Pendleton Woolen Mills has issued a sewing pattern based on their iconic “49’er” jacket.
This is the description from the back of the envelope: The Pendleton 1949 Jacket is based on the original Pendleton ’49er. It is an unstructured, unlined jacket with a straight hem. Button front has a French Placket and peaked lapels. Flanged shoulders allow ease of movement. Long sleeves are finished with single-button rounded cuffs. Two open patch pockets can be cut on the bias, matched to grain or omitted.
In the past, I’ve used camp-style shirt patterns to try to replicate this style, just doing my best to copy that shoulder flange that is one of the key features.
This was a very nostalgic project for me, because I have very clear memories of my mother wearing a jacket like this. Hers was a muted pale green, and was probably a knock-off. I wasn’t too keen on mother/daughter outfits back in the day, but now I’m happy that I can wear something like she did.
Mine is a screaming purple, though, because I have had this wool crepe in the stash for a long, long time. I ordered it because I knew that it was the good stuff…and was surprised when it arrived and was such a vivid color. I was never going to make it into anything else, so it became the fabric for a test version of this pattern.
I’m really happy to have this pattern and don’t want to be overly critical. After all, Pendleton is a fabric mill, not a pattern company. But I do want to mention a few things that were lacking in the pattern as a heads up for others that might want to make it.
Fabric layouts – the back of the envelope reminds you that you need extra to match plaids. I was surprised, though, that the layout diagrams for 60″ fabric has the sleeve cut out crossways. If your plaid is uneven, I don’t think that would work.
That instructions for that important shoulder flange were not very clear, and even though I can’t figure out a different way to make them, I’m still not sure that I got it right. The tissue has edgestitching marked for the edge of the flange, but it doesn’t seem to be complete or meet up where it should. I am curious to find out if others see this same omission. It could very well be that I just missed some vital info somewhere.
Some other markings or instructions seem to be missing and would be helpful. There was no match point on the sleeve cap for the shoulder seam, for instance. And there was some topstitching indicated in the diagrams that was never mentioned in the instructions. The diagram showing the topstitching on the lapel looked wrong, to me. Button size was not given. Since some people will be sewing to replicate the real thing, button size would be nice to know.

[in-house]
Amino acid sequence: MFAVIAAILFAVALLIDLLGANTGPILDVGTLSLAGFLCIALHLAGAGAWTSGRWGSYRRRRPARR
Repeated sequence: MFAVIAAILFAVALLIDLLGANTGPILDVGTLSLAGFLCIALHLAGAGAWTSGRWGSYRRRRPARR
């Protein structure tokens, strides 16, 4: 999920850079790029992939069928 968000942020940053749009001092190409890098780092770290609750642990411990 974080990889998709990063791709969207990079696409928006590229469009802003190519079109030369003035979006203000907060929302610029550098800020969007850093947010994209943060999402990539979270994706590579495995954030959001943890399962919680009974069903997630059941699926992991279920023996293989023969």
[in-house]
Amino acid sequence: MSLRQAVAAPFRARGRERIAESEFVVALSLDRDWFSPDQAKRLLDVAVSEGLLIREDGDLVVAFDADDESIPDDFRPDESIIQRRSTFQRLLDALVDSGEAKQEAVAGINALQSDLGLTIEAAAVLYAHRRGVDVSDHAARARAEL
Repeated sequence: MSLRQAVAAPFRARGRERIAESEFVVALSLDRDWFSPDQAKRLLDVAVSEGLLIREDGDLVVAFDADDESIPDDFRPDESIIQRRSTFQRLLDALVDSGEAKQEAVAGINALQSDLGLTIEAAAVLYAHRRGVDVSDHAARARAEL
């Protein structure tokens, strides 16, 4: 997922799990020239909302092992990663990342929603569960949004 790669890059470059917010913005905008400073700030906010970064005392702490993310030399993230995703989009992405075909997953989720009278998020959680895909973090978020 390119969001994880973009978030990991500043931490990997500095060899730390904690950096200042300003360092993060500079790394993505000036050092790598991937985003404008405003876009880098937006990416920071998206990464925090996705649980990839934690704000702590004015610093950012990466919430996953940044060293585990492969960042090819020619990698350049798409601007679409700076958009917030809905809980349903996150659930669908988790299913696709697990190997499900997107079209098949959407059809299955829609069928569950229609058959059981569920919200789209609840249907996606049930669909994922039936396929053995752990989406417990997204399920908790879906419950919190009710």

However, this was not difficult at all to sew, except for wondering about the construction of the shoulder flange. And they gave separate pattern pieces for interfacing, which is a nice touch.
My fabric was a touch too beefy for the continuous lap on the sleeve placket, especially where the placket and cuff come together. So my greatest sewing challenge was due to selecting the wrong fabric. I do love the very heavy drape of the crepe, though.
Alterations: I increased the width of the back by making the uptake of the pleats larger. (the back is pleated into a yoke at each shoulder blade) I also shortened the sleeves 1″, and could have made them even a little shorter. Next time I will narrow the shoulders a little and think that will help set the flange. It gapes a little if I don’t maintain good posture. Meanwhile, some shoulder pads will help and there is plenty of time to put them in before cold weather gets here.
I followed the instructions and am glad I did. I would have done a burrito assembly for the yoke. Their method, although it required a little hand stitching, prevents any boo-boos around the neck edge and I was glad to have that come out perfect. I sneaked in some understitching that was not called for, but makes for a nicer finish around the back of the collar and at the front edges. I also did the topstitching on the lapel and collar the way I thought it should be, not the way they showed in the diagram.
I ended up loving the color made up in this style, and think I will wear it a lot once the weather is right. It’s still nearly 100 in the afternoons here, but cooler temperatures will come. Eventually I’d like to buy the correct fabric from Pendleton in a lovely plaid and make another one.
The sleeve looks twisted in this photo but that’s just the result of taking an awkward mirror selfie.
My pattern came with a fun booklet highlighting styles of the 1900s by decade. If you’re interested in the pattern, here’s a link: 1949 Jacket Pattern